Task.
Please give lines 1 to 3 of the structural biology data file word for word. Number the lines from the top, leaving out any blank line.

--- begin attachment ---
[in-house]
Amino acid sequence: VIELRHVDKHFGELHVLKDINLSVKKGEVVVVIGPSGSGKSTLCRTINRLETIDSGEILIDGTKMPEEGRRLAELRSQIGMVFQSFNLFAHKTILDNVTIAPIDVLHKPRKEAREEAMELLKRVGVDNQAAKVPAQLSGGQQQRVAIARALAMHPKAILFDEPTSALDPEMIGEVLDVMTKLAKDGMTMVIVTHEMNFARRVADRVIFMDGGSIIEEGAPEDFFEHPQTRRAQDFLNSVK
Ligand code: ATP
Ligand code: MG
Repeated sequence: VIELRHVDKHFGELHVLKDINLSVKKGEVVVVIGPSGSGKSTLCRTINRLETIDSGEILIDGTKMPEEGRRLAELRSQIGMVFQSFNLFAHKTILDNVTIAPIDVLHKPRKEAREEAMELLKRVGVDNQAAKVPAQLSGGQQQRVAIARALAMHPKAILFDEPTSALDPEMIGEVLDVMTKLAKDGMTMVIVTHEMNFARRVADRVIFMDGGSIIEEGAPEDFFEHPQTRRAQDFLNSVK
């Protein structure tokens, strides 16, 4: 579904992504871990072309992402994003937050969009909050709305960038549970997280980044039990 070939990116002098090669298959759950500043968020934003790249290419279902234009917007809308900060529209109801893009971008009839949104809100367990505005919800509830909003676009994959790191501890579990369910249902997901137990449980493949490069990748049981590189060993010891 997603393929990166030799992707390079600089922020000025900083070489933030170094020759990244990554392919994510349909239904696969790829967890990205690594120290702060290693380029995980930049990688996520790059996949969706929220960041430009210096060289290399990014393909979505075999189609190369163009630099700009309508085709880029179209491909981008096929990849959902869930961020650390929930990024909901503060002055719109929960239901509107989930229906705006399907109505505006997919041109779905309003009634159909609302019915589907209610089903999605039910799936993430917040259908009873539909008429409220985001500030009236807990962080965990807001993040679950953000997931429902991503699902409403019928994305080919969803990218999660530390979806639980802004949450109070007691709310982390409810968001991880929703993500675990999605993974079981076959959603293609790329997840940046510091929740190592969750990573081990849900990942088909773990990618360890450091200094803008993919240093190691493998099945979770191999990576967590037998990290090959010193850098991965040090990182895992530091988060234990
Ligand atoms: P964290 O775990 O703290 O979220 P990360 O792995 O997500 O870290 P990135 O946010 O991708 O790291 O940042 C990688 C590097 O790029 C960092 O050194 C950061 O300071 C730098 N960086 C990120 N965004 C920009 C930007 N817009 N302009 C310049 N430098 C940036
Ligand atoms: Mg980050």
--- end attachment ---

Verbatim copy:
[in-house]
Amino acid sequence: VIELRHVDKHFGELHVLKDINLSVKKGEVVVVIGPSGSGKSTLCRTINRLETIDSGEILIDGTKMPEEGRRLAELRSQIGMVFQSFNLFAHKTILDNVTIAPIDVLHKPRKEAREEAMELLKRVGVDNQAAKVPAQLSGGQQQRVAIARALAMHPKAILFDEPTSALDPEMIGEVLDVMTKLAKDGMTMVIVTHEMNFARRVADRVIFMDGGSIIEEGAPEDFFEHPQTRRAQDFLNSVK
Ligand code: ATP